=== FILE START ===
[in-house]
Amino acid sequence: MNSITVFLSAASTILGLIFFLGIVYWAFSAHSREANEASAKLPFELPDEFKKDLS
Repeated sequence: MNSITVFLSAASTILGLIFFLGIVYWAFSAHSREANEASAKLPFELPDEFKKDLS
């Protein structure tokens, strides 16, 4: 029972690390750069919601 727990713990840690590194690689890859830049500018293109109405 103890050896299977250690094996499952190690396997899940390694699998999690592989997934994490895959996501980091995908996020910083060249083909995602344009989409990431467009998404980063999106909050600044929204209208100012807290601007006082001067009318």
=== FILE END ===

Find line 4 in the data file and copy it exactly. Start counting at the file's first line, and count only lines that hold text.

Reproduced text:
């Protein structure tokens, strides 16, 4: 029972690390750069919601 727990713990840690590194690689890859830049500018293109109405 103890050896299977250690094996499952190690396997899940390694699998999690592989997934994490895959996501980091995908996020910083060249083909995602344009989409990431467009998404980063999106909050600044929204209208100012807290601007006082001067009318």